School Archivist Dr. Susan Nalezyty discusses the teaching of astronomy at Georgetown Visitation using the first moving pictures in the mid-nineteenth century.
The mission of the School Archives is to collect, conserve, display, interpret, and share the history and spiritual heritage of Georgetown Visitation for future generations.
A pillar of the St. Jane de Chantal Salesian Center, the archival collection of documents, photographs, art, and artifacts preserves and celebrates the treasures of our school’s history and the Sisters of the Visitation’s Salesian charism. In tandem with Monastery Archives holdings, this collection bears witness to over 200 years of Catholic education for young women in Washington, DC.
As an academic institution, we maintain that the study of the past serves as a lesson on understanding the present and future. The objects gathered over the course of a school’s life tell a story of people, places, and times. Learning Visitation’s story—which is really layers of stories—expands our knowledge, strengthens our community, and deepens our faith.
We promote the School Archives as a relevant and vital resource for the intellectual and spiritual formation of all members of the Visitation community.
Mary Aloisia Purcell, Sampler, 1809, embroidered silk on linen
1800 Tuition Receipt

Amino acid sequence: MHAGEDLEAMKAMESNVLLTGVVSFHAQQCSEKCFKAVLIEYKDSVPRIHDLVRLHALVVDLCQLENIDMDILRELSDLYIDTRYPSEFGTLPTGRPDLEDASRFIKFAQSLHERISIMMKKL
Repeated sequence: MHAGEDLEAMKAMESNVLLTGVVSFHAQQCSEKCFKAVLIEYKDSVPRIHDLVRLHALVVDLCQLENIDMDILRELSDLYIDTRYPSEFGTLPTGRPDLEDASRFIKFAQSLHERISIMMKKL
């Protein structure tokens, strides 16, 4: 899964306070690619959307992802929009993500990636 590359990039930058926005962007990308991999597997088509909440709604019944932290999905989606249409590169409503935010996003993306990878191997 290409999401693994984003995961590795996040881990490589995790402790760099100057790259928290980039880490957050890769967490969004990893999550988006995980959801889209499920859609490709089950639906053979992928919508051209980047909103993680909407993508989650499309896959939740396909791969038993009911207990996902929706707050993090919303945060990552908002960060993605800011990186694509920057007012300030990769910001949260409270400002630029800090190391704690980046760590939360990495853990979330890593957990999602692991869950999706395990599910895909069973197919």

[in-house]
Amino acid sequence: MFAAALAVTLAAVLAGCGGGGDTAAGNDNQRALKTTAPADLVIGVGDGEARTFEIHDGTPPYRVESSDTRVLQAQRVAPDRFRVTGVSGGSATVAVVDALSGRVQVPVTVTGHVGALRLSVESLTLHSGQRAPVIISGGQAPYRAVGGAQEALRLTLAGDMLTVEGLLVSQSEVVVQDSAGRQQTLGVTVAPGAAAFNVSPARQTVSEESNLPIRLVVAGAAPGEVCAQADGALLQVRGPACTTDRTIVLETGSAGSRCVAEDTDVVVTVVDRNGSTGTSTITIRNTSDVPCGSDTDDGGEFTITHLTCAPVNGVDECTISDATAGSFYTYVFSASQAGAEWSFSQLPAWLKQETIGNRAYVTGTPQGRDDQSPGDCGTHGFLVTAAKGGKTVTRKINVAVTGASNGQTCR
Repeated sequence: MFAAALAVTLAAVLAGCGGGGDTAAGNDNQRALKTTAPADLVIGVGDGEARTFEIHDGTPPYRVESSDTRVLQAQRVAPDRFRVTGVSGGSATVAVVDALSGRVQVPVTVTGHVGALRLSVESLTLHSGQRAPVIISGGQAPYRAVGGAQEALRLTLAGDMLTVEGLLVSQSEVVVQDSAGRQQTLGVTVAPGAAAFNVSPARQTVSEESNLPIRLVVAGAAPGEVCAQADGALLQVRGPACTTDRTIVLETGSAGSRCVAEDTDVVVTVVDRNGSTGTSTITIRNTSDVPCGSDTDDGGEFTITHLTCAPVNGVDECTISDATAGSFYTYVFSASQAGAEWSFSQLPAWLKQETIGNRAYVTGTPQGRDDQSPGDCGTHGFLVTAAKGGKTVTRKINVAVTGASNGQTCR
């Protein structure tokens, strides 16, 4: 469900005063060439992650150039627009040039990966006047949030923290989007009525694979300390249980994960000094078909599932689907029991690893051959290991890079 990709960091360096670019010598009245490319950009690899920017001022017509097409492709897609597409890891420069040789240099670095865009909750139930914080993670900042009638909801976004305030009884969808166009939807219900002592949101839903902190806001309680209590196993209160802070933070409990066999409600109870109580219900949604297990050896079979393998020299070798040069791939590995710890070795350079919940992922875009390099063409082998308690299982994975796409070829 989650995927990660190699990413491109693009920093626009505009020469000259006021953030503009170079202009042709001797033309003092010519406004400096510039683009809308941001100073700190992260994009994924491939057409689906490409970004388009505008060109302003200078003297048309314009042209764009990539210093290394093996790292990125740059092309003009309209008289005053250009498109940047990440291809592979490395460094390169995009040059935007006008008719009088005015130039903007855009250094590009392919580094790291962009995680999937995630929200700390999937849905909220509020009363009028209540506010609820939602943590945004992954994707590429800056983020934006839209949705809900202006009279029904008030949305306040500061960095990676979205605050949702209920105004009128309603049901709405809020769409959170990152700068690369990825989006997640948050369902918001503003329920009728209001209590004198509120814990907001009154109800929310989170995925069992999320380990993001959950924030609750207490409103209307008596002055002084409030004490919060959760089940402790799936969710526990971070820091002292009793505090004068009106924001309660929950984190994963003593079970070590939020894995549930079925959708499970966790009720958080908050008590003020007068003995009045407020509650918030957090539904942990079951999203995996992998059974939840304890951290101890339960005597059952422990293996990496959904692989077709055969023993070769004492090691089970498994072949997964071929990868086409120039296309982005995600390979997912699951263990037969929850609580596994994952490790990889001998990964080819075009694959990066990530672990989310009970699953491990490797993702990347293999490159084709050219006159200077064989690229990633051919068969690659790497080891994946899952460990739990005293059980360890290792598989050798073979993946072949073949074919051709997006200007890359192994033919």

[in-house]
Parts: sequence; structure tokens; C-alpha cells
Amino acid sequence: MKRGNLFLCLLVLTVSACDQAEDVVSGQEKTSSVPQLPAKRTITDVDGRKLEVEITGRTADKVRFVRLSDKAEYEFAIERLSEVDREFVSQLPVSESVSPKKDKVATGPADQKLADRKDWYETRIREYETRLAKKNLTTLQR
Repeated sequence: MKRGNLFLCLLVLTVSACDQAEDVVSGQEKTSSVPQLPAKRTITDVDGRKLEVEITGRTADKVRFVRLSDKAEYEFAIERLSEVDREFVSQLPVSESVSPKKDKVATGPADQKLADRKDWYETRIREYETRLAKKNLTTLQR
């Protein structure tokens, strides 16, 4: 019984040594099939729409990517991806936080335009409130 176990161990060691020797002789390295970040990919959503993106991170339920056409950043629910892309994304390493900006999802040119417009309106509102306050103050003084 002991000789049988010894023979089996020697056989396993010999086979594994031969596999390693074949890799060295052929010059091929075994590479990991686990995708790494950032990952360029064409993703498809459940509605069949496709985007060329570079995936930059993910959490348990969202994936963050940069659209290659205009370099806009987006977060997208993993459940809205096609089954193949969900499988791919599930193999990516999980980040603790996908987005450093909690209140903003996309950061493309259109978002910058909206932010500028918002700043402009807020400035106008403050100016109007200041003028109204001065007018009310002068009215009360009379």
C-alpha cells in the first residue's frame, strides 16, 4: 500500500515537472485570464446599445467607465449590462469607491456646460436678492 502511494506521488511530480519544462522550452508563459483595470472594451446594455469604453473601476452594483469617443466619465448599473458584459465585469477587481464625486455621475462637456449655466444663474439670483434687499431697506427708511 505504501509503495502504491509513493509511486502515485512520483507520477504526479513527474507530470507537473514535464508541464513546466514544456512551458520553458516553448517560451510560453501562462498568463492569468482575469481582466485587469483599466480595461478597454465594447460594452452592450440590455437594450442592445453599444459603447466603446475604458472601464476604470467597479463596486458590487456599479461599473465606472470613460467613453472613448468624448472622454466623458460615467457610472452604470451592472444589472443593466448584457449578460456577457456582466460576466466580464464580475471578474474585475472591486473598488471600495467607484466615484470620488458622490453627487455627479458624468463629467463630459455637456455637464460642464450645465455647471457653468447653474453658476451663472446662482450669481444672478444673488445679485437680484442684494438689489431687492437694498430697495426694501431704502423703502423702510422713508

Receipt for tuition for the school’s first semester, 1800. This receipt identifies the original school name, “George Town Ladies Academy.” It is signed by Maria Sharpe (aka Sr. Mary Agnes Sharpe), one of the first three “Pious Ladies” and the first directress of the school. It also specifies a cost of 88 dollars for 6 months’ tuition and board costs. Following a relative value for measuring this commodity, $88 would be about $1,710 today.
1960s Science Lab
Students in the science lab conducting an experiment using a Dreschel bottle, a method for washing or drying gases, Fourth floor, Academy Building (now destroyed). early 1960s.
Award of Merit in Music, July 30, 1828
Watercolor and ink on paper with applied gold metallic paper. This hand-painted card was awarded to Ann T. Williamson, a boarding student from Baltimore who distinguished herself in music. She may even have received this from President John Quincy Adams, who presided at the 1828 graduation and distributed prizes.
Accounts Receivable and Payable
These weighty tomes are invaluable documents that list money received by the school over the years, providing evidence of student names. Also noted are expenses for such things as coal, oil, soap, and candles. Other expenditures included expenses for maintaining the farm, such as cow manure and wages for farm hands. Also noteworthy is the column for teacher salaries, which is almost always blank because most of the teachers were nuns.
School & Monastery
acres of history
on National Register
of Historic Places
St. Francis de Sales &
St. Jane de Chantal
years of history
in the U.S.
Salesian Leadership Camp
founding of the